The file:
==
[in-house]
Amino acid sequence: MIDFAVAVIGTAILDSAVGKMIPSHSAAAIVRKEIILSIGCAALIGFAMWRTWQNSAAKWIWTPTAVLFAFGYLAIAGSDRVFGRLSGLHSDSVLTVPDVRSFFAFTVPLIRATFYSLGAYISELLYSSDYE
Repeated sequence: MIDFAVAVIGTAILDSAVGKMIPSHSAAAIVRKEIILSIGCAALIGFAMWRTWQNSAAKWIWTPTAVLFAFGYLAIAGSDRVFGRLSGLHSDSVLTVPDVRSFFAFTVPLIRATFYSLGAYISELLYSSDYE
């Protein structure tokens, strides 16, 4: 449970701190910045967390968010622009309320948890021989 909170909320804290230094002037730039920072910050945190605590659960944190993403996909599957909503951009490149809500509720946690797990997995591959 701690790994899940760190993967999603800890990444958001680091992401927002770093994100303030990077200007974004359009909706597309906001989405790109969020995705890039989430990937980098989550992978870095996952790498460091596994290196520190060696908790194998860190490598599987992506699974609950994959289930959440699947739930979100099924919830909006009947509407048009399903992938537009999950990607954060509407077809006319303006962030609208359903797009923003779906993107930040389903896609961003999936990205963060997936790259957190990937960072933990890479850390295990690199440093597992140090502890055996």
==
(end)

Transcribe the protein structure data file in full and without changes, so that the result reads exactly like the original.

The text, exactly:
[in-house]
Amino acid sequence: MIDFAVAVIGTAILDSAVGKMIPSHSAAAIVRKEIILSIGCAALIGFAMWRTWQNSAAKWIWTPTAVLFAFGYLAIAGSDRVFGRLSGLHSDSVLTVPDVRSFFAFTVPLIRATFYSLGAYISELLYSSDYE
Repeated sequence: MIDFAVAVIGTAILDSAVGKMIPSHSAAAIVRKEIILSIGCAALIGFAMWRTWQNSAAKWIWTPTAVLFAFGYLAIAGSDRVFGRLSGLHSDSVLTVPDVRSFFAFTVPLIRATFYSLGAYISELLYSSDYE
């Protein structure tokens, strides 16, 4: 449970701190910045967390968010622009309320948890021989 909170909320804290230094002037730039920072910050945190605590659960944190993403996909599957909503951009490149809500509720946690797990997995591959 701690790994899940760190993967999603800890990444958001680091992401927002770093994100303030990077200007974004359009909706597309906001989405790109969020995705890039989430990937980098989550992978870095996952790498460091596994290196520190060696908790194998860190490598599987992506699974609950994959289930959440699947739930979100099924919830909006009947509407048009399903992938537009999950990607954060509407077809006319303006962030609208359903797009923003779906993107930040389903896609961003999936990205963060997936790259957190990937960072933990890479850390295990690199440093597992140090502890055996």